A.D. Academic Links

May 30th, 2013 by Josh Neufeld  

I just stumbled upon a long essay about A.D. in the new book Comics and the U.S. South, edited by Brannon Costello and Qiana J. Whitted (University Press of Mississippi, 2012). The essay, “A Re-Vision of the Record: The Demands of Reading Josh Neufeld’s A.D.: New Orleans After the Deluge,” is by Anthony Dyer Hoefer, a professor at George Mason University. And a PDF of the essay is available as a free download right here.

Leaving aside the fact that I was stunned to see 30 pages of academic writing devoted to A.D., I was excited to see how much Dr. Hoefer gets from the project—particularly its online component, which debuted right here on Smith. He focuses on A.D.’s “pedagogical impulse” and how it uses the comics form to expose the highly mediated way in which we were informed about Hurricane Katrina. In this context, Hoefer quotes the great Scott McCloud from Understanding Comics, “No other artform gives so much to its audience while asking so much from them as well.”

As with many other reviews and discussions of A.D., I learned a lot from Hoefer’s essay: it’s always fascinating to see the things that readers pick up from my work that I didn’t consciously intend to put there—and are really just an accidental result of the never-ending attempt to simply make “good comics.”

Hoefer’s essay is the latest (and greatest) in a number of academic resources related to A.D. that are available online. Since A.D.’s book publication, it has been used as a common read text for a number of colleges & universities, including the the University of Wisconsin, the University of Alabama, and SUNY Brockport. My wonderful and talented wife Sari Wilson wrote an extensive teacher’s guide to A.D., and there are other online resources, bibliographies, and so on for both high school and college students. Since Hurricane Katrina is clearly a historical event which we will be studying for generations to come, I figured this would be a good opportunity to list all A.D.’s academic resources in one place:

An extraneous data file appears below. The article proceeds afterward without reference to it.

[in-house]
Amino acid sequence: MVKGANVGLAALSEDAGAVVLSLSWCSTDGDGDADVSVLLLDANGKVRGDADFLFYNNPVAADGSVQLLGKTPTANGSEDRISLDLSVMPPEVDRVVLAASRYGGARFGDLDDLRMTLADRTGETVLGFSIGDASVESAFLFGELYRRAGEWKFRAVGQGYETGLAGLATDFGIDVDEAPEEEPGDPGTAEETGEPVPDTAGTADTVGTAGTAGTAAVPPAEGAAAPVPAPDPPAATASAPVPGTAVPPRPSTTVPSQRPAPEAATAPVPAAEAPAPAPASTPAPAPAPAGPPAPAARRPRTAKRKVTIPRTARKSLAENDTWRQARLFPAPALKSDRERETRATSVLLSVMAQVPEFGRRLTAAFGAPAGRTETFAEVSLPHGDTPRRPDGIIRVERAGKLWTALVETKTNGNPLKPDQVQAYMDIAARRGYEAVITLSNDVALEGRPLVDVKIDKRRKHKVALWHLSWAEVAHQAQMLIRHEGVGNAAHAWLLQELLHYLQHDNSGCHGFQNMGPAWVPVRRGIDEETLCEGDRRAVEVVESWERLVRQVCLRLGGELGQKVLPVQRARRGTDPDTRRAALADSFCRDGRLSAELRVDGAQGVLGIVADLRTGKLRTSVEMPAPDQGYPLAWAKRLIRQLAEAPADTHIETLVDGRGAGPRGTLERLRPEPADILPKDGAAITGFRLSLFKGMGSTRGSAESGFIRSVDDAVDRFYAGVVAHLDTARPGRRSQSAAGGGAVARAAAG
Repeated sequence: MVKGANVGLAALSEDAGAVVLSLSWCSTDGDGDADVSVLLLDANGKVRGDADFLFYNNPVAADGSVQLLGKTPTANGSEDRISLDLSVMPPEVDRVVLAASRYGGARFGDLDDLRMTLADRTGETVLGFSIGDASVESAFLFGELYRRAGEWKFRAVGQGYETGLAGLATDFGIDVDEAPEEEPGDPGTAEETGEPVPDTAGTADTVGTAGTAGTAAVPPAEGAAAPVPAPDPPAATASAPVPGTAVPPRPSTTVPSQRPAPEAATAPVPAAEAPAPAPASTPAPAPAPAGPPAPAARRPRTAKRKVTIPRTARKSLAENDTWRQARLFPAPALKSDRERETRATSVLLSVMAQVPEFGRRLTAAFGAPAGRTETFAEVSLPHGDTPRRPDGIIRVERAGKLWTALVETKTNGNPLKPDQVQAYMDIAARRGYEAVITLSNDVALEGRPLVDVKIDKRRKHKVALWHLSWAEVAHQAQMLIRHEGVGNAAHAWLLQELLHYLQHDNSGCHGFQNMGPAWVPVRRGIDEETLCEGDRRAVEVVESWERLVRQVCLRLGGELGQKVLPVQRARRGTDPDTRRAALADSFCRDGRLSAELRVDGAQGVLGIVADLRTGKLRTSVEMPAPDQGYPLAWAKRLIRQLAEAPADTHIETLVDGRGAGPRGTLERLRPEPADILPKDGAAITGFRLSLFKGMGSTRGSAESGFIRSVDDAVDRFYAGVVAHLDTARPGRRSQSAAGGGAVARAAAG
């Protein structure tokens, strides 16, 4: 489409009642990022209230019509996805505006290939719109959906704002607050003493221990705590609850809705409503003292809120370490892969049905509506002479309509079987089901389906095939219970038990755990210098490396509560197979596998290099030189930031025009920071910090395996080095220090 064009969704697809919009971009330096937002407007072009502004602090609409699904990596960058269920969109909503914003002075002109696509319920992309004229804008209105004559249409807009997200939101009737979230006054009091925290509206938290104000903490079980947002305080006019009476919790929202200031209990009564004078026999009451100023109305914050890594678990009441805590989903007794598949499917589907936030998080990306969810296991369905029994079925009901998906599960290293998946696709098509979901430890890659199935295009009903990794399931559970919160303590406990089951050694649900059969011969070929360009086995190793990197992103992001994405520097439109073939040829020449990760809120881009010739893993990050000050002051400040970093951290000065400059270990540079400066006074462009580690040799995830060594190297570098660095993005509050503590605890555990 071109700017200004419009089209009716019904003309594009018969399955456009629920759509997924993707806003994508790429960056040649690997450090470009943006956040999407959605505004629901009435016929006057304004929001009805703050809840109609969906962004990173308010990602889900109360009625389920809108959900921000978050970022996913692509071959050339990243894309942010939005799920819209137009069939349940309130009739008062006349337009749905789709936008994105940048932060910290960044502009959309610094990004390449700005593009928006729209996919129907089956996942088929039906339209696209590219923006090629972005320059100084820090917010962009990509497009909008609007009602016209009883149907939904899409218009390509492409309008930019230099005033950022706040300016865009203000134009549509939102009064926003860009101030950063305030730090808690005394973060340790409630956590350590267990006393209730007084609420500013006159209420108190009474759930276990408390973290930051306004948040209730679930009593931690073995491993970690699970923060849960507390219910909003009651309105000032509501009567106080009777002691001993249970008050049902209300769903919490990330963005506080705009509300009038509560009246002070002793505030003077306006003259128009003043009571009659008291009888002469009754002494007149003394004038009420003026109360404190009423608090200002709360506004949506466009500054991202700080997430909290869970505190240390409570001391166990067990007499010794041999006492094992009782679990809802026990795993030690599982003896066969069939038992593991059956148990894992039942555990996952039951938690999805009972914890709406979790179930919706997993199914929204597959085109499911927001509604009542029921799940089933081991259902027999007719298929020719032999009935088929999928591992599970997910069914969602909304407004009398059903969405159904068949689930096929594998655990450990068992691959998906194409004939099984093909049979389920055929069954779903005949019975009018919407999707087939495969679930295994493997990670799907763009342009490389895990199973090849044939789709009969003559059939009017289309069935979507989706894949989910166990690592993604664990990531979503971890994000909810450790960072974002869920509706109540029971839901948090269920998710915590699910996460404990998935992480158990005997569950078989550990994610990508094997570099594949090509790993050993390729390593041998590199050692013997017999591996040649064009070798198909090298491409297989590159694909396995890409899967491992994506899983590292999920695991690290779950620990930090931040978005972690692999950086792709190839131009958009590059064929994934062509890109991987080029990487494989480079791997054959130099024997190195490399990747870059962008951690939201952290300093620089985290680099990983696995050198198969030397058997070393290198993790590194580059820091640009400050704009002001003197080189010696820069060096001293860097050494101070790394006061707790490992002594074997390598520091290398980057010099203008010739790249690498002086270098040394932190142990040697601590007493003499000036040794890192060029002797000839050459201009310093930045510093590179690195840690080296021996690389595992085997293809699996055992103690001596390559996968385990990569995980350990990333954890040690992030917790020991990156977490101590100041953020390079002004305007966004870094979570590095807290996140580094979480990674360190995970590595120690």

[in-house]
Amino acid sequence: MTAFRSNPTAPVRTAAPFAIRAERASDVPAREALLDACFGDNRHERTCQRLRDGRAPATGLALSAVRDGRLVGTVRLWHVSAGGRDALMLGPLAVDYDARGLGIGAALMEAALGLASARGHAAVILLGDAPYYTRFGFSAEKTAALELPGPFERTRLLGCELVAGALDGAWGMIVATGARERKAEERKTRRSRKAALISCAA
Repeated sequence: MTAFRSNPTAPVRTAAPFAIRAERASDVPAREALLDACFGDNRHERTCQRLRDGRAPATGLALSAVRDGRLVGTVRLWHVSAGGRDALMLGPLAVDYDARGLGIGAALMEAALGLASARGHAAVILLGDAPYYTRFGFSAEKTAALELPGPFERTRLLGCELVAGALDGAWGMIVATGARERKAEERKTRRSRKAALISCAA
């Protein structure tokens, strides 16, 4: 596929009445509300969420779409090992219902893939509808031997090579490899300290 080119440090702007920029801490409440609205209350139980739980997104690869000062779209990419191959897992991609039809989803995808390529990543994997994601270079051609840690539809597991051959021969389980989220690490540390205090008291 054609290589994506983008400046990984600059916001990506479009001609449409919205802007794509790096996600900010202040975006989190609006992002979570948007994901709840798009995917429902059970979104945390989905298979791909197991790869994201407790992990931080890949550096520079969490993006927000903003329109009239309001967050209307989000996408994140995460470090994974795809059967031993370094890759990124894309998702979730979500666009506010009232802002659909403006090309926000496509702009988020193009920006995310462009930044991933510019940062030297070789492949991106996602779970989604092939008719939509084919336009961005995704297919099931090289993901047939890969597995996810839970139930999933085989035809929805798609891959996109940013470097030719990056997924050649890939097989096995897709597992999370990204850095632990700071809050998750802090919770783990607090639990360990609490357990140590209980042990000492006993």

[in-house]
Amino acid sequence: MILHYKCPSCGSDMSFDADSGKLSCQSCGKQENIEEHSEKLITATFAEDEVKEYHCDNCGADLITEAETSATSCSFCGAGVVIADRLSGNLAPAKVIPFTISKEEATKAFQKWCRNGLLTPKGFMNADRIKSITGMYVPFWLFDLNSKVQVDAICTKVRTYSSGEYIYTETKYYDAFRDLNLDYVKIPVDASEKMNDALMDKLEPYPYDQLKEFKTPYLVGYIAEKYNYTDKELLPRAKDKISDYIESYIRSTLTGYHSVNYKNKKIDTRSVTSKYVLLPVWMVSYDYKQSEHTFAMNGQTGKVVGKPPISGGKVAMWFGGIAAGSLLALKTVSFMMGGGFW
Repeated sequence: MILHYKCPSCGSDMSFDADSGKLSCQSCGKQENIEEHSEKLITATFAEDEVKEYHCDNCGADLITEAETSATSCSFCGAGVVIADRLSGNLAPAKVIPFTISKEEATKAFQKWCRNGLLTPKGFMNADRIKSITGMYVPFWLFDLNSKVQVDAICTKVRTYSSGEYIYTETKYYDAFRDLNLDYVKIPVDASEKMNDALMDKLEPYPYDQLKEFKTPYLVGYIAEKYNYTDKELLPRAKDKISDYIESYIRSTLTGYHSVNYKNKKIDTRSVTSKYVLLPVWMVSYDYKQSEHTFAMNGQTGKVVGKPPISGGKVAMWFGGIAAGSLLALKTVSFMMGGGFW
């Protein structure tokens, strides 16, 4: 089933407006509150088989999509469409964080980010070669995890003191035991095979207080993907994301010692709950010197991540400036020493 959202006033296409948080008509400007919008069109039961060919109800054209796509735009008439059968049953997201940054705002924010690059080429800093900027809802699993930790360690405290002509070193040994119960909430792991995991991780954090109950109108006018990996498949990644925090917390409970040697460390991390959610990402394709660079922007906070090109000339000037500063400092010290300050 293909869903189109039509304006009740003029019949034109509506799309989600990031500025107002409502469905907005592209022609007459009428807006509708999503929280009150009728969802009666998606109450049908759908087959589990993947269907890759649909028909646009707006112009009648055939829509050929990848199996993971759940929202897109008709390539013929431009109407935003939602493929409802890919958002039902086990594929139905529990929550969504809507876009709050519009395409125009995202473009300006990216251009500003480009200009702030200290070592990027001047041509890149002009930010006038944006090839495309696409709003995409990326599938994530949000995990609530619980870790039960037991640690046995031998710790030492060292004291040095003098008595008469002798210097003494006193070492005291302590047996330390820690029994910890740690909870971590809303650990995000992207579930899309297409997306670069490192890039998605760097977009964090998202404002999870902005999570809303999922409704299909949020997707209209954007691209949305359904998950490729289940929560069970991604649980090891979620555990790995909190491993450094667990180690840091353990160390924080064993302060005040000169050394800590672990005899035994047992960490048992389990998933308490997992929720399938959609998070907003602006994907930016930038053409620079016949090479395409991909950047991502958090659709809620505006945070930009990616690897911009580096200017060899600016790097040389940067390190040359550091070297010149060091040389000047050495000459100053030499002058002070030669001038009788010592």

P.S. Hoefer particularly connected to the online version of A.D. because of all the external resources herein, including the links within the panels, the message board, and the archived audio interviews with Denise, the Doctor, and Leo. In his essay, he mentioned a link or two which no longer work. In the six-plus years since A.D. debuted online I’m sure a number of links have changed or gone dead. Can I ask you readers out there to crowdsource the bad links? Just let us know which ones don’t work anymore, and we will fix or replace them. Thanks!

—Josh

One Response

  1. Valene M. Shipman

    Oh my goodness! Incredible article dude! Thanks, However I am encountering troubles with your RSS. I don

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